For the last three days, a fin whale has been stranded in a Danish fjord. It was thought that the young behemoth was ill and was expected to die in the near future. It had become exhausted after struggling to free itself from the shallow bank. As firemen sprayed it with water, trying to give it a less painful departure from this world, the whale began swimming again today, restoring hope for onlookers. As evening comes, rescuers will try to point the whale in the right direction, back into the high seas.
The fin whale is the second largest animal on the planet (behind only the blue whale), reaching lengths of 88 feet. A newborn weighs 4000 pounds, and an adult can grow to be 150,000 pounds. Because of their size, they, along with the blue whale, produce the lowest-frequency sounds sounds made by any animal. They live almost exclusively off of krill, an animal similar to a tiny shrimp. Fin whales live to be approximately 100 years old.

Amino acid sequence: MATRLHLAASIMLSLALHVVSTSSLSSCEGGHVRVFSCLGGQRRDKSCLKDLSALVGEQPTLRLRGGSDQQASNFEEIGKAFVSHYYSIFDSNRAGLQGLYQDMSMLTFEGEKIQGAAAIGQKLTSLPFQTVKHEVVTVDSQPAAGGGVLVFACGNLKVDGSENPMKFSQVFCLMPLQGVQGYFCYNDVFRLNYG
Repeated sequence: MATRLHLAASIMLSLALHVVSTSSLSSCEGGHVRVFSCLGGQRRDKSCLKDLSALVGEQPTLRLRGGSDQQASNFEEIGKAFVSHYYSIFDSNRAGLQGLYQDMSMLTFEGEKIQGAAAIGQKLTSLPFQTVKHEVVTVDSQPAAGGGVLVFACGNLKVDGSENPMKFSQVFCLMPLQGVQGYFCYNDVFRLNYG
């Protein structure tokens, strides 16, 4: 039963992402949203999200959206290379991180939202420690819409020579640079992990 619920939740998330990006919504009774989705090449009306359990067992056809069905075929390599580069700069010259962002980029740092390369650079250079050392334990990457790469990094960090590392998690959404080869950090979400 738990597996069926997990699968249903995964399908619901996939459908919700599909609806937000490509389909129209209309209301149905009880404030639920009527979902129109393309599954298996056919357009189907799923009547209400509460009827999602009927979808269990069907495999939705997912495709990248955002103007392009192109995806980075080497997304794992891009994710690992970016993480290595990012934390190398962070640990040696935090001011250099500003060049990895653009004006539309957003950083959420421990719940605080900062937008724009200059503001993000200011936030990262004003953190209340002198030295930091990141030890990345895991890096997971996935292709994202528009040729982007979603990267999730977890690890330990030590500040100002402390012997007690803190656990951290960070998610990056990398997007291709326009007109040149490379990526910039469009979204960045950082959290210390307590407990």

Fin whales are currently listed as being endangered, with an estimated 40,000 individuals still remaining in the wild. Fin whale populations are primarily harmed by commercial whalers, seeking their blubber, oil and baleen. In the 1930s, over 28,000 fin whales were caught each year. Hunting of fin whales became illegal in all waters in 1987, though many countries still allow themselves a dozen or so creatures a year to hunt and market. Conservationists continue to push for zero fin whales to be hunted each year.